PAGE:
Designation: F725 − 03 (Reapproved 2013)Standard Practice forDrafting Impact Test Requirements In Thermoplastic PipeAnd Fittings Standards1This standard is issued under the fixed designation F725; the number immediately following the designation indicates the year of originaladoption or, in the case of revision, the year of last revision.Anumber in parentheses indicates the year of last reapproval.Asuperscriptepsilon (´) indicates an editorial change since the last revision or reapproval.1. Scope1.1 This practice describes a procedure for setting up impacttest requirements on the basis of test data obtained by TestMethod D2444.1.2 This practice is applicable to thermoplastic pipe andfittings.1.3 The values stated in inch-pound units are to be regardedas standard. The values given in parentheses are mathematicalconversions to SI units that are provided for information onlyand are not considered standard.1.4 This standard does not purport to address all of thesafety concerns, if any, associated with its use. It is theresponsibility of the user of this standard to establish appro-priate safety and health practices and determine the applica-bility of regulatory limitations prior to use.2. Referenced Documents2.1 ASTM Standards:2D2444 Test Method for Determination of the Impact Resis-tance of Thermoplastic Pipe and Fittings by Means of aTup (Falling Weight)3. Terminology3.1 Definitions of Terms Specific to This Standard:3.1.1 binomial probability equation—the equation that de-fines the chance for exactly r specimens to pass, when n aretested, given p, the chance that a single specimen chosen atrandom will pass. It is expressed as follows:rPn5n!r!~n 2 r! !pr~1 2 p!n2r(1)NOTE 1—The factorial of zero is one.3.1.2 binomial test—a test that has only two possible results(for example, pass or fail, heads or tails, true or false).3.1.3 mean strength—the average strength of the total popu-lation (see Note 2).3.1.4 OC curve (operating characteristic curve)— a graphthat illustrates the chance of success or failure when a givenspecification format is employed, given any quality level from0 to 1 (0 to 100 % passing in the lot from which test specimensare selected).3.1.5 probability graph paper—commercially availablegraph paper that provides straight-line plots when the distribu-tion of attributes is normal. For a discussion on the use ofproability graph paper, see Test Method D2444 Appendix X2.3.1.6 specification format—the rules set forth by the testrequirement, including the number of specimens to be testedand the minimum acceptable number of passes.3.1.7 standard deviation—a statistical term that relates tothe size of the expected variation in test results.NOTE 2—The terms “mean,” “normal distribution,” and “standarddeviation” are dealt with in elementary statistics textbooks.4. Summary of Practice4.1 Round-robin tests of representative pipe and fittingsspecimens are performed to identify the energy levels at which90 % or more of the specimens in acceptable lots will pass. Apreferred test format is listed. The B-tup and the V-blockholder, and room-temperature conditioning and tests are pre-ferred choices.5. Significance and Use5.1 This practice is used for drafting impact test specifica-tion requirements, and it presupposes no special familiaritywith statistical methods. It provides for specification valuesthat will pass acceptable lots with a high degree of certainty.The impact test requirement is intended to discriminate be-tween acceptable materials and manufacturing methods andthose which are not; it is not a simulated service test.6. Procedure6.1 Test thermoplastic pipe or fittings specimens in accor-dance with Test Method D2444, and plot the test results onprobability graph paper.1This practice is under the jurisdiction of ASTM Committee F17 on PlasticPiping Systems and is the direct responsibility of Subcommittee F17.40 on TestMethods.Current edition approved Aug. 1, 2013. Published October 2013. Originallyapproved in 1981. Last previous edition approved in 2008 as F725 – 03(2008)ε1.DOI: 10.1520/F0725-03R13.2For referenced ASTM standards, visit the ASTM website, www.astm.org, orcontact ASTM Customer Service at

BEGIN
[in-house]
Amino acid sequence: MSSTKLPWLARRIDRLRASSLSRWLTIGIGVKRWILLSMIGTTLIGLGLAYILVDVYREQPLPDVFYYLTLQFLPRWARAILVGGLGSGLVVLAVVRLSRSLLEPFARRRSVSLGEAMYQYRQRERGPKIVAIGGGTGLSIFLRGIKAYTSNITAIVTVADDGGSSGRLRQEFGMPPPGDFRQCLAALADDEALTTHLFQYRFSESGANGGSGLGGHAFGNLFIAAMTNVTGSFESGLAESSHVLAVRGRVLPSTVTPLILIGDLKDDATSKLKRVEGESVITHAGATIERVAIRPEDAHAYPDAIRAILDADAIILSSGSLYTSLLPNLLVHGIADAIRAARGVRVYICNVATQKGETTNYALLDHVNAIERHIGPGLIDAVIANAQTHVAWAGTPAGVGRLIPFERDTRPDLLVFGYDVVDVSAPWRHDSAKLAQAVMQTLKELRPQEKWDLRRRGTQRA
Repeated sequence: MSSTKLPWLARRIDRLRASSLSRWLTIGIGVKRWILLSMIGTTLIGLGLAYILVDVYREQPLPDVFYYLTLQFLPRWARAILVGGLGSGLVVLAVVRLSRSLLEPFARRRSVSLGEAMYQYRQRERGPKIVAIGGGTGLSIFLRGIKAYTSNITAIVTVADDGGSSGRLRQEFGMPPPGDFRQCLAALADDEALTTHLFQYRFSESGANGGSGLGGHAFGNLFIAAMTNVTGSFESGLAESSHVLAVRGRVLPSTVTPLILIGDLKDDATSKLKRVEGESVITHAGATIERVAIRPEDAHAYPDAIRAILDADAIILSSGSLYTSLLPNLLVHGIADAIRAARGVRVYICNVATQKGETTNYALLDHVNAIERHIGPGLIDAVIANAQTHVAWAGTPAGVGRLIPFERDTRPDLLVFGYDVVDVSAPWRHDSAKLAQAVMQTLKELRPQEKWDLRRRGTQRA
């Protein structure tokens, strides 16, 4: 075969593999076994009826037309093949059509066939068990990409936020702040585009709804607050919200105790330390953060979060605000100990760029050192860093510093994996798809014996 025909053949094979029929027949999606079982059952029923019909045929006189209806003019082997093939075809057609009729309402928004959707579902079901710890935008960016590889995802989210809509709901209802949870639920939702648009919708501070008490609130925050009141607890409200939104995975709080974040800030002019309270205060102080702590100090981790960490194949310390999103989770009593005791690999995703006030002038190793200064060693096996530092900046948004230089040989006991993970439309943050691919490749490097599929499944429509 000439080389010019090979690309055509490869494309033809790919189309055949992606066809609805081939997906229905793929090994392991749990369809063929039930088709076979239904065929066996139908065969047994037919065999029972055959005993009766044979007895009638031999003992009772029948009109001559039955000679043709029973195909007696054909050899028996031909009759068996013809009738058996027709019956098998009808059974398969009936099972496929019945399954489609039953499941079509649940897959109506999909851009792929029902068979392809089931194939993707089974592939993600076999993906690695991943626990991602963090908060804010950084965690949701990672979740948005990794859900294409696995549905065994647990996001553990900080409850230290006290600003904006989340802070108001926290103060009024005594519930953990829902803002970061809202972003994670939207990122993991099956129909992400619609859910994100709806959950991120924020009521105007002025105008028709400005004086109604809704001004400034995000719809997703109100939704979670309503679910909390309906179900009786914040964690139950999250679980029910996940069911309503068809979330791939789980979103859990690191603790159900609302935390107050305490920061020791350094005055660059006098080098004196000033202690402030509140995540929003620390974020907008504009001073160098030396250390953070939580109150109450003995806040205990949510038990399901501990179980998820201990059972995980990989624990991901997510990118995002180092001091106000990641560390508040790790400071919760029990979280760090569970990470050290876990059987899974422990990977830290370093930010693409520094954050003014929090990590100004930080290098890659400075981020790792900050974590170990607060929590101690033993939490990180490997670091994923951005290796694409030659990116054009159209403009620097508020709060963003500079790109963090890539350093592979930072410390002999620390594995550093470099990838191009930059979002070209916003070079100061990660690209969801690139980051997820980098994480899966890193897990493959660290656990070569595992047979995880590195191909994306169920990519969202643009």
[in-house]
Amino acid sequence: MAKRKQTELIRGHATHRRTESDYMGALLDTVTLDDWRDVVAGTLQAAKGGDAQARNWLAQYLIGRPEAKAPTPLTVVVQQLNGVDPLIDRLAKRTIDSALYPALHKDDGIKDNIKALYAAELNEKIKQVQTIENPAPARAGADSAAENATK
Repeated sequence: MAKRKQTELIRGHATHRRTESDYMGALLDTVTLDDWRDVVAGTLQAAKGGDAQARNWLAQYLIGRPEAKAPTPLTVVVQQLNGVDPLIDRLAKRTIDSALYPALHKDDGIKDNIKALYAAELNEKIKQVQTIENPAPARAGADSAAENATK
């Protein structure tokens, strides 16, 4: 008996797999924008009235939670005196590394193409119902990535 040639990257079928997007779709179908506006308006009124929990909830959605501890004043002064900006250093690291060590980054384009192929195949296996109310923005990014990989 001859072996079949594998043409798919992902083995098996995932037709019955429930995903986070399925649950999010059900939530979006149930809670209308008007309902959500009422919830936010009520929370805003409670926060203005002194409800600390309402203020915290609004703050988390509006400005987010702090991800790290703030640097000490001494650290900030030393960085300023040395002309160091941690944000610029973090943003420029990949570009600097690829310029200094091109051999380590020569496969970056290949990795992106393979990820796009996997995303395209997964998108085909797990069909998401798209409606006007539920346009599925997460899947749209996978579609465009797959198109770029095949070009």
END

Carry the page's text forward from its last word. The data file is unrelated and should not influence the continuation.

[email protected] For Annual Book of ASTMStandards volume information, refer to the standard’s Document Summary page onthe ASTM website.Copyright © ASTM International, 100 Barr Harbor Drive, PO Box C700, West Conshohocken, PA 19428-2959. United States16.2 It will be clear, from the probability paper plot, that theenergy level where 98 % or 99 % of all specimens would passwill be low. On the one hand, when the test format requires thatfive of five, or six of six, or nine or ten of ten tested shall pass,or the lot rejected, then the specified energy levels mustcorrespond to these levels (see Fig. 1, the operating character-istic (OC) curve for the “nine or ten of ten” test format). On theother hand, five of five, six of six, and nine or ten of ten testsat low energy levels will not screen marginal or poor lotseffectively. (See Fig. 1 again).6.3 A format which will accept reliably when 90 % or moreof the specimens in acceptable lots would pass, and rejectreliably when 60 % or fewer would pass, is as follows:6.3.1 “X.X Test ten specimens. When nine or ten pass,accept the lot. When six or fewer pass, reject the lot. Whenseven or eight pass, test ten additional specimens. When 17 ormore of 20 pass, accept the lot. When 13 or fewer of 20 pass,reject the lot. When 14, 15, or 16 pass, test 20 additionalspecimens. When 32 or more of 40 pass, accept the lot. When31 or fewer pass, reject the lot.”6.3.2 The OC curve for this format is illustrated in Fig. 2.6.4 Specimen Length—The pipe specimen length should be6 in. (150 mm) 61⁄4 in. (6mm).6.5 Choice of Tup and Holder—The B tup is preferred. Itprovides a good compromise between energy concentration inthe specimen (and therefore reduced test energy levels), andresistance to damage in service. The V-block holder is pre-ferred for pipe specimens; it provides for greater energyconcentration, and for failures in a range of thin-walledspecimens which would merely flatten on the flat-plate holder.6.6 Test Conditions—Room-temperature tests are preferred.They can be performed by the manufacturer on a timely basis,so that the size of questionable or defective inventories isminimized. Binomial tests are relatively crude, unless largenumbers of specimens are subjected to test. The expense andinconvenience of low-temperature conditioning render it a poorchoice (study Fig. 1 together with a data plot performed inaccordance with Test Method D2444 to fully grasp the meritsof this statement).7. Multiple-Product Standards7.1 Many thermoplastic pipe and fittings specifications listlarge numbers of products. Test Method D2444 requires that atleast 100 test specimens shall be employed for each single testrun in order that the impact properties can be measured withuseful accuracy. The cost of round-robin tests on each size ofthe products in the standard may approach or exceed the valueof the information to be obtained.7.2 Testing costs can be significantly reduced by performingpreliminary tests on the largest sizes listed, to determinewhether or not a cut-off point exists above which all specimenswill pass at an energy level of 300 ft·lbf (407 J) (ordinarily thehighest test energy level listed in a thermoplastic pipe orfittings impact test requirement).7.2.1 Following these tests, a limited number of represen-tative sizes can be selected, and round-robin testing performed.7.2.2 The results of these tests are analyzed. List the energylevels where the failure level was 10 % for each size tested, anddivide the energy levels by the specimen volumes in cubicinches. Plot the results against the specimen outside diameters,and label the points if it is a multiple SDR specification. In aspecification which included 25 sizes of pipe, and seven SDRseries, for example, three sizes each of three different SDRseries of pipe might be tested preliminarily. The points for eachSDR series would be connected with a curve, and from theplots the appropriate trial energy levels for six untested sizesand SDR’s calculated.7.3 One hundred test specimens of each of the six untestedsizes would be prepared, and subjected to test. If 85 to 95specimens in each lot passed, the degree of correlation wouldbe good.7.4 Depending upon the degree of correlation obtained,proceed to calculate the test energy levels for each untestedFIG. 1 O.C. Curve for Nine or Ten of TenFIG. 2 O.C. Curve for Section 6.3F725 − 03 (2013)2size, factor all energy levels back by an appropriate amount anddraft the test specification proposal, or else conduct additionaltests.7.5 The tup weight and style listed in the proposal should bethe same as that used for the preliminary tests.8. Special Considerations8.1 Fittings—The flat-plate holder is employed for fittingsimpact tests. Shims may be required, depending on fittingsconfiguration. Fittings should be impacted on a horizontalsurface, as close to the center of mass as is practical.Ordinarily, the specification will require that half the fittings beimpacted on one side, and half on the other.8.2 Thin-Walled Pipe—Thin-walled pipe may undergo com-plete closure without failure (particularly if the flat-plate holderis employed). Impact testing may still serve a useful purpose,however, since the energy levels required to flatten acceptablespecimens may result in failure of improperly manufacturedspecimens.8.3 Yard-Aged Pipe—The impact test is not ordinarily speci-fied on yard-aged pipe since many thermoplastic pipe materialsare subject to reduction in impact strength as the result ofexposure to ultraviolet rays.9. Keywords9.1 drafting impact; drafting impact requirements; impact;plastic pipe; plastic tubing; thermoplastic pipe; thermoplastictubingAPPENDIXES(Nonmandatory Information)X1. THE OPERATING CHARACTERISTIC (OC) CURVEX1.1 Purpose—The OC curve gives an accurate picture ofthe impact-test relationship between a particular test sampleand the total population. Specifically, the curve provides thechance of success of a sample when given testing regimen isemployed. This relationship is ordinarily too complex to bearrived at on the basis of guesswork.X1.2 Constructing the OC Curve—Start by listing the num-ber of ways in which success can be achieved (For example, ina “7 or more out of 10” specification format, the lot is acceptedwhen 7, 8, 9, or 10 out of 10 specimens pass.) Use the binomialprobability equation to obtain an expression for the chance thateach of these events will occur. (See example.) Evaluate thechances, substituting values for p ranging from 0 to 1. Sum thechances of success, for each chosen value of p. Plot the results(chance of success, against p) to obtain the curve.Example:OC Curve for a “7 or more out of 10” specificationformat. The chance that 7 out of 10 will pass equals,10!7!~3!!p7~1 2 p!3or 120 p7~1 2 p!3(X1.1)Substitute values ranging from 0.1 to 0.9 for p, and tabulatethe results:p7P100.10.0000.20.0010.30.0090.40.0420.50.1170.60.2150.70.2670.80.2010.90.057In like manner, tabulate the chance that 8, 9, or 10 will pass.p 0.1 0.2 0.3 0.4 0.5 0.6 0.7 0.8 0.9Odds of: 7 0.000 0.001 0.009 0.042 0.117 0.215 0.267 0.201 0.0578 0.000 0.000 0.001 0.011 0.044 0.121 0.233 0.302 0.1949 0.000 0.000 0.000 0.002 0.010 0.040 0.121 0.268 0.38710 0.000 0.000 0.000 0.000 0.001 0.006 0.028 0.107 0.349Totals: 0.000 0.001 0.010 0.055 0.172 0.382 0.649 0.878 0.987When the totals are plotted against p, the OC curve results.Note that calculation increments smaller than 0.1 will providemore accuracy. A spreadsheet is useful in evaluating thebinomial probability equation.F725 − 03 (2013)3X2. MEASURING CONFORMANCE TO EXISTING TEST REQUIREMENTSX2.1 A variety of impact test specification formats are incurrent use. The information provided in the OC curve for eachof them can be expressed in mathematical terms. To identifythe chance that a given manufacturing process will pass the testrequirement, select at least 100 test specimens, and subjectthem to the impact test listed. Express the decimal percentpassing as p, and substitute in the appropriate equation: For a5 out of 5 test requirement, Psuccess= p5For a 6 out of 6 test requirement, Psuccess= p6For a 10 out of 10 test requirement, Psuccess= p10For a 12 out of 12 test requirement, Psuccess= p12Fora5of5or9of10test, Psuccess= p5(1+5p4−5p5)Fora6of6or11of12test, Psuccess= p6(1+6p5−6p6)Fora9ormore out of 10 test, Psuccess= p9(10−9p)Fora7ormore out of 10 test, Psuccess= 120 p7− 315p8+ 280p9−84p10For the procedure listed in 6.3, the formula is: 3 225p36(1 −p)4+75300p35(1 − p)5+ 828 750p34(1 − p)6+ 5 728 500p33(1 − p)7+ 62 312 400p32(1 − p)8+ 570p17(1 − p )3+45p18(1 − p)2+10p9(1 − p)+p10X2.2 The results from a 100-specimen test may not corre-late accurately with the quality level in the population. Thestandard error for a 100-specimen test is approximately 0.05(68 % of the time the measured results will not be in error bymore than 0.05, and 95.5 % of the time they will not be in errorby more than 0.10). If better accuracy is required then morespecimens should be tested. The approximate equation for thestandard error is (P(1 − P)/N)1/2.ASTM International takes no position respecting the validity of any patent rights asserted in connection with any item mentionedin this standard. Users of this standard are expressly advised that determination of the validity of any such patent rights, and the riskof infringement of such rights, are entirely their own responsibility.This standard is subject to revision at any time by the responsible technical committee and must be reviewed every five years andif not revised, either reapproved or withdrawn. Your comments are invited either for revision of this standard or for additional standardsand should be addressed to ASTM International Headquarters. Your comments will receive careful consideration at a meeting of theresponsible technical committee, which you may attend. 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